Secrets and Lies

“Oh, I don’t want dinner because I ate a huge lunch,”
“I ate just before I got here!”
“Sorry, I just don’t eat meat or gluten or…”

For women and girls with anorexia, secrecy and dishonesty regarding their eating habits become the norm. Those with anorexia often develop sophisticated ways to make it appear as though they’ve eaten by cutting up their food into small pieces or pushing it around on their plates. They are also adept at getting rid of food during meals, by offering it to family pets or secreting it away into napkins. They also hide the physical ramifications of their eating disorder. As they become thinner and thinner, they may start wearing baggie clothes to disguise their dwindling bodies.

For those with bulimia, the secrecy tends to center on their binge and purge cycles. Often, girls with bulimia binge and purge at night while the family sleeps. A great deal of deception is also involved with the food itself. If family food is ingested during a binge, the loss will be noticed. Some, especially adolescents, may go so far as to steal money from other family members to replace the food consumed from the home or may shoplift the food. These behaviors—extreme food consumption, purging, and stealing—cause tremendous shame and guilt, which intensifies the need to maintain the deception.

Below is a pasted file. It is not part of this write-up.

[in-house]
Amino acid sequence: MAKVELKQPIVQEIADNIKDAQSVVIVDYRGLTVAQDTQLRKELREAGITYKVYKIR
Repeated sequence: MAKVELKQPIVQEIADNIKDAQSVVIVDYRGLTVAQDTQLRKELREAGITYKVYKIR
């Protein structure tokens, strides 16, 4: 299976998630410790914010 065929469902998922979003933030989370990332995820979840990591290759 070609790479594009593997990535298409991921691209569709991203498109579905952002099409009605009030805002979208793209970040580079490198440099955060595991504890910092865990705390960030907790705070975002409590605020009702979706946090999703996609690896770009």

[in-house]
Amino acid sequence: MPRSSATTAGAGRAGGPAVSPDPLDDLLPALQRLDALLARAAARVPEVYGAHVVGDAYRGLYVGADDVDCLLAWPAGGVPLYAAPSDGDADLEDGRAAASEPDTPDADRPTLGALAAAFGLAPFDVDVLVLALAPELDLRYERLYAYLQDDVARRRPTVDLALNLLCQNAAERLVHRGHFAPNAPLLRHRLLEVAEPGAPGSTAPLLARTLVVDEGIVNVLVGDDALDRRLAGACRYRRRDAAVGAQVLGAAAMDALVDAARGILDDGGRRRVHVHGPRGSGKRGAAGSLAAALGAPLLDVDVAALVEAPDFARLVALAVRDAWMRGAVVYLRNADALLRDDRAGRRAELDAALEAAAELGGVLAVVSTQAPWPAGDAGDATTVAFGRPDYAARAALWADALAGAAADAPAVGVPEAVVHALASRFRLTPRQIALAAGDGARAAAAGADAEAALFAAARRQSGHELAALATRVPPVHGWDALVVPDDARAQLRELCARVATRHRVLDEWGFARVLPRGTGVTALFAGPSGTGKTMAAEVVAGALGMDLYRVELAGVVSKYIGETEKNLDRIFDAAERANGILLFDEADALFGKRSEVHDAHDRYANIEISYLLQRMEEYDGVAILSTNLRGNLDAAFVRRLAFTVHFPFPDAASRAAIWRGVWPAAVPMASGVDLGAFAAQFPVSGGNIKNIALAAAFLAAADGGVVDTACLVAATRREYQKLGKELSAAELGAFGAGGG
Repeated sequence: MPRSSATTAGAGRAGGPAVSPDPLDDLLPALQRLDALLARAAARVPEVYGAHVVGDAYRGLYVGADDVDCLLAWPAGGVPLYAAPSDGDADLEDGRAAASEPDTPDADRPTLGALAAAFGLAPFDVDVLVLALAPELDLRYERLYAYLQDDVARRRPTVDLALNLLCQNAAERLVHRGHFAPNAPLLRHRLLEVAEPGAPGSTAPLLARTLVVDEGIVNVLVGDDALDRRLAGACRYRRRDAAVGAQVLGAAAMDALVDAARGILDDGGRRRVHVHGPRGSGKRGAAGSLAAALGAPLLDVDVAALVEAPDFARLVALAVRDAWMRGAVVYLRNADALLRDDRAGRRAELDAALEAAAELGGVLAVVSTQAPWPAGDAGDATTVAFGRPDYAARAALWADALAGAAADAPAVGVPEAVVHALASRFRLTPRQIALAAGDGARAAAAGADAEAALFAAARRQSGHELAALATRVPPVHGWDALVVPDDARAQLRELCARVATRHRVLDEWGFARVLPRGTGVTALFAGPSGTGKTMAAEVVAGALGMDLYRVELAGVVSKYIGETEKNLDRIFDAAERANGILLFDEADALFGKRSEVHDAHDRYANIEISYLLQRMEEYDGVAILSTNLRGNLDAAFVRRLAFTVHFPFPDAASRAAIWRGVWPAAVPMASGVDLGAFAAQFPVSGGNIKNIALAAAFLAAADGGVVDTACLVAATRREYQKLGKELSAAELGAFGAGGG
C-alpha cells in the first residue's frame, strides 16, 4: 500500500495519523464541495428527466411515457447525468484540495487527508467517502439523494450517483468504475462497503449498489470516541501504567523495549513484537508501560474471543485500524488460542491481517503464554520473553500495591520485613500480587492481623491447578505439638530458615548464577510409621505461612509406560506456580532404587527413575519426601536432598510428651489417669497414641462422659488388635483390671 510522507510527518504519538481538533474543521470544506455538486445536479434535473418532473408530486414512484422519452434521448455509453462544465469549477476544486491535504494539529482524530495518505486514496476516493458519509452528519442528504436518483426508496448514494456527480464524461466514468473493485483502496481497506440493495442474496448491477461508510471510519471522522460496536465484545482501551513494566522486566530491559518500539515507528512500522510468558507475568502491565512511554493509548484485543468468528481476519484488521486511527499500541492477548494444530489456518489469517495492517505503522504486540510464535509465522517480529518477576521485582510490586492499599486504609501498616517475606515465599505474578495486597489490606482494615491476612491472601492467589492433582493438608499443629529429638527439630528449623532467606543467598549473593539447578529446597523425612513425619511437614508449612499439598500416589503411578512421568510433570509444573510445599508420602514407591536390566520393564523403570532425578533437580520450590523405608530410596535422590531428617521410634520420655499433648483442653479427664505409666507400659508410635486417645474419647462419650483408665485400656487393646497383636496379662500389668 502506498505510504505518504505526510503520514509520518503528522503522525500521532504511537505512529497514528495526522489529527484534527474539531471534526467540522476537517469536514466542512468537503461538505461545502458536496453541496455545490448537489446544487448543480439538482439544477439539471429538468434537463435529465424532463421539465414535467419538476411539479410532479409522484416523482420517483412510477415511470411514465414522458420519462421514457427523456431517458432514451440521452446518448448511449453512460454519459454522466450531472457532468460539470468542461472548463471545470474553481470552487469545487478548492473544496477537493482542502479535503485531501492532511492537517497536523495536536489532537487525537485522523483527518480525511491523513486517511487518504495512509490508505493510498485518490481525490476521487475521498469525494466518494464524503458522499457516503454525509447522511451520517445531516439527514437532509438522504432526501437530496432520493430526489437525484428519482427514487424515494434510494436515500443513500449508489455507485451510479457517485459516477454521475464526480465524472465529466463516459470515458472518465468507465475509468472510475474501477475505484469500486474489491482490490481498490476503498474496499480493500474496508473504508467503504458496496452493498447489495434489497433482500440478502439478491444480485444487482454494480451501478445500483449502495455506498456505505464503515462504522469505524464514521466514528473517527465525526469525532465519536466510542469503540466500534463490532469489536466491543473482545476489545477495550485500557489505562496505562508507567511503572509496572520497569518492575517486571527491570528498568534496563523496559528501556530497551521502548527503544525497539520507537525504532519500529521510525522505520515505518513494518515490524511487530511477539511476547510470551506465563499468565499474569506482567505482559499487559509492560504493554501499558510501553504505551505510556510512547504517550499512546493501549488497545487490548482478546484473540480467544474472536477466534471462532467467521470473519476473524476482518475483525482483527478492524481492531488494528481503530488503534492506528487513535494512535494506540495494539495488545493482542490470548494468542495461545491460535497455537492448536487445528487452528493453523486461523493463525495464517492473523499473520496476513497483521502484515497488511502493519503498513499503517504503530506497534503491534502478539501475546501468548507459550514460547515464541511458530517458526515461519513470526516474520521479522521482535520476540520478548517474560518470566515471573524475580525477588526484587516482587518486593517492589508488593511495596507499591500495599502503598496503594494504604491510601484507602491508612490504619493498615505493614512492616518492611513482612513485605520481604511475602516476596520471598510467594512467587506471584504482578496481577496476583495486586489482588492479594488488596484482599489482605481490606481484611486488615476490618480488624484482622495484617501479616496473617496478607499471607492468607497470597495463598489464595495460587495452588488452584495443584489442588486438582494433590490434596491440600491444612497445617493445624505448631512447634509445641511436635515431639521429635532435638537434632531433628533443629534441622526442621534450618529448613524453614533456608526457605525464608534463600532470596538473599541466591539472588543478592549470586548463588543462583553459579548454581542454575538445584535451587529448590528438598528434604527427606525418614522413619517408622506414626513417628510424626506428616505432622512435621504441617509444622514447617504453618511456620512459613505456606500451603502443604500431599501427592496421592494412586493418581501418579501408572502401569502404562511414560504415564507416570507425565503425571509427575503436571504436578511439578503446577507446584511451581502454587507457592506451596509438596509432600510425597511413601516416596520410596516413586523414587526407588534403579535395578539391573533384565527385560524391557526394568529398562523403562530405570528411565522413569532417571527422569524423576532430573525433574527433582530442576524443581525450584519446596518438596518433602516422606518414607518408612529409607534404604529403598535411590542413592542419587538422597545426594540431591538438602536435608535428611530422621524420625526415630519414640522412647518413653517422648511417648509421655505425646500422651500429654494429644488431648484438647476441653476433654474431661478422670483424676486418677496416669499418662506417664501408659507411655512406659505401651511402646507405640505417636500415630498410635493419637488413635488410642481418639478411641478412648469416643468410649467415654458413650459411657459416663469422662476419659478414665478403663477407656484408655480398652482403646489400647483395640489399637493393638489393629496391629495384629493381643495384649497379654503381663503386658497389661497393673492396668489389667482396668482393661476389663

One area of shared secrecy common among people with either disorder is exercise, which is often compulsive. Not only do women and girls with anorexia and bulimia lie about how much they exercise, but they frequently exercise in secret, usually at night, so no one will know.

What Are Some Lesser Known Signs of an Eating Disorder?